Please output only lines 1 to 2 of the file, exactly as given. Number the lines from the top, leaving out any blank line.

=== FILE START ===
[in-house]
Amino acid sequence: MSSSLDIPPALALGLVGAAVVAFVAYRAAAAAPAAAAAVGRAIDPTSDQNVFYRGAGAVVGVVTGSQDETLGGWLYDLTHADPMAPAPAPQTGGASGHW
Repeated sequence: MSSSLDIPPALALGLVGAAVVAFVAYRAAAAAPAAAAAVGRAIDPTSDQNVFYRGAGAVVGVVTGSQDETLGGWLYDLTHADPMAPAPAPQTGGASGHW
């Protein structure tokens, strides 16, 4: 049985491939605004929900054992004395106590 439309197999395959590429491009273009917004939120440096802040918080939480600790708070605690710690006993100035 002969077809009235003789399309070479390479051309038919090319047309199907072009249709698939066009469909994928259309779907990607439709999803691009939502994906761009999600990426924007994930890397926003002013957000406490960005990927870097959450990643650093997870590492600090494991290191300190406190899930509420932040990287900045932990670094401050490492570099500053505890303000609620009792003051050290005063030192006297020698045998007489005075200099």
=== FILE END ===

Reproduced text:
[in-house]
Amino acid sequence: MSSSLDIPPALALGLVGAAVVAFVAYRAAAAAPAAAAAVGRAIDPTSDQNVFYRGAGAVVGVVTGSQDETLGGWLYDLTHADPMAPAPAPQTGGASGHW